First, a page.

18

My German passport number contains an O (letter) or 0 (number), but I cannot tell which one. Is there a list of characters that are used for German passport numbers, or more concretely, can someone tell me which character is shown below?

enter image description here enter image description here

9
  • 2
    Sometimes you can work it out on the machine readable row or if still there a sticker which was put on when they made it for you. On my passport they used a different font and the difference between O and 0 was easier to see.
    – Willeke
    Commented Dec 8, 2016 at 19:04
  • 7
    Never blur information to hide it. Always use opaque boxes. Blurring can be reversed.
    – isanae
    Commented Dec 9, 2016 at 0:15
  • 1
    @andynitrox Did you just change a set of blurred pictures with another set of blurred pictures? Commented Dec 9, 2016 at 9:10
  • 2
    Passport "number" Commented Dec 9, 2016 at 11:38
  • 7
    You may want to delete the old image versions from imgur as well, they're still there, and being accessible (in a sense of "publicly visible") via the "edited 2 hours ago" link.
    – Damon
    Commented Dec 9, 2016 at 12:14

2 Answers 2

13

If you trust Wikipedia, it's a zero. I can't get any more specific with sourcing, as my German is pretty poor and I can't go through the sources listed.

3
  • 3
    Thank you! I would like to add that an official source (bmi.bund.de) supports this. All letters except for vowels and B, D, Q and S are used to avoid the formation of words and to ensure everything is machine readable.
    – DK2AX
    Commented Dec 8, 2016 at 19:12
  • 7
    @WGroleau please read what andy said: vowels are not used so it can only be a 0. Apparently numbers are more important than letters.
    – user4188
    Commented Dec 8, 2016 at 19:44
  • Ha, guess I should delete that comment! (I once worked in an office where I frequently had to call someone up to find out "Is this a 'G' or a '6'?")
    – WGroleau
    Commented Dec 8, 2016 at 22:16
59

To quote the Verordnung zur Durchführung des Passgesetzes (Passverordnung – PassV), the regulation for the implementation of the passport law:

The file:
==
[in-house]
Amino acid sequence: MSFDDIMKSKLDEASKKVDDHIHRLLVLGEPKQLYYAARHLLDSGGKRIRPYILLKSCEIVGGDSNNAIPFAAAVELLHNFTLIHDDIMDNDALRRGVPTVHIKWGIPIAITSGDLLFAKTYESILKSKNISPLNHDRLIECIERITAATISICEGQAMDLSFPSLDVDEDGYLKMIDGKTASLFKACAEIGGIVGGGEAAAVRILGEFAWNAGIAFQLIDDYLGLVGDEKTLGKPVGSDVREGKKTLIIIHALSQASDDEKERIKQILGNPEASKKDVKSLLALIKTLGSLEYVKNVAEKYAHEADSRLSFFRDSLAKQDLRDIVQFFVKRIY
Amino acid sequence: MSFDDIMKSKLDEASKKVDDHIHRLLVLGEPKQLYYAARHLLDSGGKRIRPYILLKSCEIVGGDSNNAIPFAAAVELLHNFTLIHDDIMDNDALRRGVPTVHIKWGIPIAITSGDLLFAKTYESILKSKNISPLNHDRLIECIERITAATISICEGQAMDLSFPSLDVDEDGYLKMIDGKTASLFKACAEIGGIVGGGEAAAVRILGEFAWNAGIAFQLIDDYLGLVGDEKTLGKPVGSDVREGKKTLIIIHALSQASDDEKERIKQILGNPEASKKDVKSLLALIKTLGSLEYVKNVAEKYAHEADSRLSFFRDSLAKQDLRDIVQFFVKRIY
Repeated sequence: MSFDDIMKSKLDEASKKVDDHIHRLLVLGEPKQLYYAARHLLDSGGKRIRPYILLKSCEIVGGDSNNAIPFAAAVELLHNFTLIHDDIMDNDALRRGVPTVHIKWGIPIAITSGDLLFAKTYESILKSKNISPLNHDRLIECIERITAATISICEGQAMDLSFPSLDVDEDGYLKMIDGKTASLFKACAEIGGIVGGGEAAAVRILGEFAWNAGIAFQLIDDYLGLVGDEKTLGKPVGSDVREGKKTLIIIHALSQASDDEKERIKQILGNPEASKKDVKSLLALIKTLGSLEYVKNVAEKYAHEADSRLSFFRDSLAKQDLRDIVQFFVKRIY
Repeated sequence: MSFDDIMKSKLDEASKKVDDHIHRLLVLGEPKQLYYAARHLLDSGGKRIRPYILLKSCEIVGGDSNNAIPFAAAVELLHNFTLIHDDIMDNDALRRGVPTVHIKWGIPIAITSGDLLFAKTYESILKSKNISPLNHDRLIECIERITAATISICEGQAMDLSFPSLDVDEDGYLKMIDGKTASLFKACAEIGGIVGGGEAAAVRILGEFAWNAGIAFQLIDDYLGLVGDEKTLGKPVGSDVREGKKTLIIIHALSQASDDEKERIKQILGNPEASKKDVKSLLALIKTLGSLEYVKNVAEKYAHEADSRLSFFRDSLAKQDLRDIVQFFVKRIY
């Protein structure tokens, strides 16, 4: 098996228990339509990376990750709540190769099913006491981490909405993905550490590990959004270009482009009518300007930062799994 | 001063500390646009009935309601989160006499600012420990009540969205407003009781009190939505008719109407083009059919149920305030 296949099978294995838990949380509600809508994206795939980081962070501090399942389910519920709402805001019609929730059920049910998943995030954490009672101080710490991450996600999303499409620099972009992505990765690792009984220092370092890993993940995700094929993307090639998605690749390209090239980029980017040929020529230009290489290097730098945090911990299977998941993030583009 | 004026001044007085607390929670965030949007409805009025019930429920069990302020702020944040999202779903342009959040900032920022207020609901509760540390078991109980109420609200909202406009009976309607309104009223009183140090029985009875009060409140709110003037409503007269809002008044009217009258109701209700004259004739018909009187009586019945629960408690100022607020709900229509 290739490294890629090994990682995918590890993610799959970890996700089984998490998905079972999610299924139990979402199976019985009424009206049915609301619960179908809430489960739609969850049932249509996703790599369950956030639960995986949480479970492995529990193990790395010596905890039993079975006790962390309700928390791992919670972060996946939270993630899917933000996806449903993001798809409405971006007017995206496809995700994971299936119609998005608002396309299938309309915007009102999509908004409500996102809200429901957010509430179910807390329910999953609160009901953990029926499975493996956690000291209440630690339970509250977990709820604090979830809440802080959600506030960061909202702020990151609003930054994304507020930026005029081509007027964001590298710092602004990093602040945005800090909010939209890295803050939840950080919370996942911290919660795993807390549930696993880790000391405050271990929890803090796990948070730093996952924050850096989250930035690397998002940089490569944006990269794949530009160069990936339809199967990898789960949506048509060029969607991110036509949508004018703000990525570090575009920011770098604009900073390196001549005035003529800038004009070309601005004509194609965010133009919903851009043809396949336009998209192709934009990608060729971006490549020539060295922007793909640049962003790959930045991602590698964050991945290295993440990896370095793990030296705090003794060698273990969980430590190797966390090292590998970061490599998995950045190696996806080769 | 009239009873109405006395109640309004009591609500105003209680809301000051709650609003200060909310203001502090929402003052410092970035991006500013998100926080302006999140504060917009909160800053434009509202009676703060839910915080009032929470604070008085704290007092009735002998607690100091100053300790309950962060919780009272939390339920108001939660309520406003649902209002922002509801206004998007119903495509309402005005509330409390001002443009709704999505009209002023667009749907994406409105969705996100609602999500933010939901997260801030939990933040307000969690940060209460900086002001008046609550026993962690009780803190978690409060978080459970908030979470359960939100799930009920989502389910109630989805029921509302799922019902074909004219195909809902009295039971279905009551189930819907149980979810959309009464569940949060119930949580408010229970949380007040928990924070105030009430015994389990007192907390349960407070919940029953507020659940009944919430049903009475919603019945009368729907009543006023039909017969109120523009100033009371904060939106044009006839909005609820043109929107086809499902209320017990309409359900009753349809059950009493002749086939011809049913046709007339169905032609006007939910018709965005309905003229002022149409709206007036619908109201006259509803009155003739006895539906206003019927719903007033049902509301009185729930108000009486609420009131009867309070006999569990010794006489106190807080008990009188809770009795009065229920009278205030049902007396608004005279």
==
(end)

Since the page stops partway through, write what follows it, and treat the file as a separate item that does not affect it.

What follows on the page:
Anlage 11 Formale Anforderungen an die Einträge in Pässe im Sinne des § 1 Absatz 2 des Passgesetzes

[…]

  1. Die alphanumerische Seriennummer des Reisepasses, Dienstpasses und Diplomatenpasses wird ausschließlich aus den Buchstaben C, F, G, H, J, K, L, M, N, P, R, T, V, W, X, Y, Z und den Ziffern 0, 1, 2, 3, 4, 5, 6, 7, 8, 9 gebildet. Beim Kinderreisepass, vorläufigen Reisepass, vorläufigen Dienstpass und vorläufigen Diplomatenpass besteht die Seriennummer aus einem Serienbuchstaben und sieben Ziffern.

Translated:

Appendix 11: formal requirements of the entries in passports according to § 1 section 2 of the passport law

[…]

  1. The alphanumeric serial number of a passport, an official passport and a diplomatic passport is formed exclusively with the letters C, F, G, H, J, K, L, M, N, P, R, T, V, W, X, Y, Z and the digits 0, 1, 2, 3, 4, 5, 6, 7, 8, 9. The serial number of a child’s passport, preliminary passport, preliminary official passport or a preliminary diplomatic passport consists of a serial letter and seven digits.

Thus, the letter O (Oh) is not used and it can only be a digit 0 (zero).

8
  • Last line is it letter '0' or 'O'? My eyes are not good at this time of the day.
    – vasin1987
    Commented Dec 9, 2016 at 16:39
  • @vasin1987 Well, I personally would never refer to zero as a letter. Also, that’s why it’s held in monospace because monospace fonts typically differentiate by slashing the zero.
    – Jan
    Commented Dec 9, 2016 at 19:17
  • 1
    @Jan in my browser, the SO "normal text" proportional font renders O and 0 very distinctly (owing in part, I presume, to their different widths). The "code sample" monospace font renders the two characters so similarly that I cannot tell them apart unless they are immediately adjacent to one another. I am only familiar with a couple of monospace fonts that slash or dot the zero. Most seem not to.
    – phoog
    Commented Dec 10, 2016 at 14:00
  • @Jan unfortunately imprecise use of "letter" and "digit" to mean "character" is not particularly unusual. (Courier actually doesn't slash the zero, nor does Courier New; I don't know why you would think they do.)
    – phoog
    Commented Dec 10, 2016 at 16:58
  • @phoog You’re correct … this is why I should never trust my brain. Anyhoo, the (zero) has been there from the time of writing at the end of the line; I wouldn’t know how to add more clarity without losing brevity …
    – Jan
    Commented Dec 10, 2016 at 17:11

You must log in to answer this question.

Not the answer you're looking for? Browse other questions tagged .